The Netherlands will immediately suspend adoptions from abroad. This was announced by demissionary minister Dekker for Legal Protection, in response to the Joustra Commissions report on the Dutch adoption culture and the role of the government. Ongoing adoption procedures will still be completed, after an additional test. Also, the State will no longer invoke the limitation period in the proceedings of adopted persons.
According to the committee, the Netherlands has been too passive in the past in the adoption process. As a result, the monitoring of procedures was insufficient and there was no intervention in the event of abuses that were revealed. These include child theft, child trafficking and unethical behaviour by civil servants. These kinds of abuses have been known since the 1960s.
Minister Dekker acknowledges that. “The Dutch government has failed by looking away from abuses in inter-country adoption for years and not intervening in this,” he says. Dekker apologizes to the victims. He says that adopted people deserve recognition of past mistakes and deserve help in the present.
Dekker explains the abuses because it has long felt that adoption was a form of “doing good” for adoptive parents with a child wish and the children, who often came from poor countries. “This is an explanation for the abuses, but no justification,” says Dekker.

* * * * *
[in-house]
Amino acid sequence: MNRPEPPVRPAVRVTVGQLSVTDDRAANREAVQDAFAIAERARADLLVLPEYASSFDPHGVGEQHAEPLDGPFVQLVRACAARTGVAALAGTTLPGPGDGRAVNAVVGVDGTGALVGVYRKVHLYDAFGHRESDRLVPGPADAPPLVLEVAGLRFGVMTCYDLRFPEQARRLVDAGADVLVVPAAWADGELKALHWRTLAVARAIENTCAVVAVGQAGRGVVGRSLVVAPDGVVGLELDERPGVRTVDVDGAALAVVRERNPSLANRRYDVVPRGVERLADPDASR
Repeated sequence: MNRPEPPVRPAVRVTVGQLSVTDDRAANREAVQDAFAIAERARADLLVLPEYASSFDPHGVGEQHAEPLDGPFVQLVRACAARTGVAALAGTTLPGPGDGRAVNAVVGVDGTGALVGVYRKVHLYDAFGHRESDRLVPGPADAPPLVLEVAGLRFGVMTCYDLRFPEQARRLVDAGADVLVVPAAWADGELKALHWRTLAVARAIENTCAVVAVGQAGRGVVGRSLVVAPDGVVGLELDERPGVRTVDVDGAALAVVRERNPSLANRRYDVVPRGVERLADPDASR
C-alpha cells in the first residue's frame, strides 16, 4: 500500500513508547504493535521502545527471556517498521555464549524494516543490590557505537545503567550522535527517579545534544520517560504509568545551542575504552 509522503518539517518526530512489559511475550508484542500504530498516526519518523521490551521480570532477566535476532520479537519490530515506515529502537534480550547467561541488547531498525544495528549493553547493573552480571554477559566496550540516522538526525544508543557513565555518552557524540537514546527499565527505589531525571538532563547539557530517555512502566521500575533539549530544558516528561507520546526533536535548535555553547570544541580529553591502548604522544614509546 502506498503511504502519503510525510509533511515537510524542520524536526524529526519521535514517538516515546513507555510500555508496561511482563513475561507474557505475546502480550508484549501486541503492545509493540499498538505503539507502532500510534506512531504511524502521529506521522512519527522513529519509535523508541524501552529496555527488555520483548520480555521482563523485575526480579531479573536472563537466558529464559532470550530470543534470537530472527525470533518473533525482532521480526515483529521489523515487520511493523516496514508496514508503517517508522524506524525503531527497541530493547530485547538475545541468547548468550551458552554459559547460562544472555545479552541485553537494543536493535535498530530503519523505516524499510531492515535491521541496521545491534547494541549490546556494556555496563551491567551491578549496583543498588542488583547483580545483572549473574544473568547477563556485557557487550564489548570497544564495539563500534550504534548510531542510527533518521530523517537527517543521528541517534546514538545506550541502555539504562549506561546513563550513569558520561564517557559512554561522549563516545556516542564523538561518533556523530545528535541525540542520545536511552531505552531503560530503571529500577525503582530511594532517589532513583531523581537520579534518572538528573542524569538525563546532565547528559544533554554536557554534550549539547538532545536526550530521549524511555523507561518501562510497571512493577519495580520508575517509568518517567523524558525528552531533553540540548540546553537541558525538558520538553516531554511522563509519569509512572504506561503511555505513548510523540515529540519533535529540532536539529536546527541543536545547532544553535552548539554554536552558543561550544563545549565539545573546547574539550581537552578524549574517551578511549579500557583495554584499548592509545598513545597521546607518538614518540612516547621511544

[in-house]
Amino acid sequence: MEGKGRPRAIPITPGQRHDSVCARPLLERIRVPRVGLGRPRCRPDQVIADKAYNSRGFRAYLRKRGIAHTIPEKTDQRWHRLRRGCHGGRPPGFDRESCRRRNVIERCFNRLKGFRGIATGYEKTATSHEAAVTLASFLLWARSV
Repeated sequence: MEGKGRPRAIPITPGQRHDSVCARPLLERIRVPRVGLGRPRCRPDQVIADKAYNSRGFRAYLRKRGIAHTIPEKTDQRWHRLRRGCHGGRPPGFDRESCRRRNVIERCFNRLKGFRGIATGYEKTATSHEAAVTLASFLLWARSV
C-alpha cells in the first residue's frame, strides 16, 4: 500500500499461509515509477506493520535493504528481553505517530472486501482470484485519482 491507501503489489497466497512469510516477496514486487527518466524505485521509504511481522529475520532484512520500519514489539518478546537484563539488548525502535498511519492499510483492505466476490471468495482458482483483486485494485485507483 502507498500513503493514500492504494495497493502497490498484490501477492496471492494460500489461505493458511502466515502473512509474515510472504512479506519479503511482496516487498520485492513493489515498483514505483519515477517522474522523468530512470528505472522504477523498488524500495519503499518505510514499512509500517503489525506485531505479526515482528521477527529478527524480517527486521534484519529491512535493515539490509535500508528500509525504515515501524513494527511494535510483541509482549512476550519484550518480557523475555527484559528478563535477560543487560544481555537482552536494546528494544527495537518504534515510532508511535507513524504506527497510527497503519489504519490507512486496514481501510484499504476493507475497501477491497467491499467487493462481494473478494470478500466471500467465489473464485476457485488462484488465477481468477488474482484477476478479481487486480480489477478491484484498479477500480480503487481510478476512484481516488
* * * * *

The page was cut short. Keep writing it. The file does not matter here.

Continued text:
According to Dekker, children struggle with pressing questions that are sometimes difficult to answer:
The report of the committee led by Tjibbe Joustra was presented this morning, but the conclusions were already out on Friday. Minister Dekker says the Cabinet is taking over all the recommendations from the report. Among other things, there will be an independent national expertise centre for adoption, which bundles knowledge about identity formation and aftercare.
The Committee further concludes that measures have been taken over time to improve supervision and regulation, but that “the system contains inherent vulnerabilities”. Joustra says that the committee doubts whether a system can be designed to remove these vulnerabilities, but leave it to politics.
Dekker joins in this. “Although there is no longer a question of looking away and supervision has been tightened. The system is and remains vulnerable. That is why we need to reconsider adoptions from abroad.” A decision on a future adoption system leaves the demissionary minister to a subsequent cabinet.
No more invoking limitation
Furthermore, Dekker announces that the State will no longer invoke the limitation period for claims relating to adoptions from abroad, as happened last year, for example, in the case of Dilani Butink adopted from Sri Lanka in 1992. In this way, he strengthens the position of adopted people who want to initiate proceedings against the Dutch government.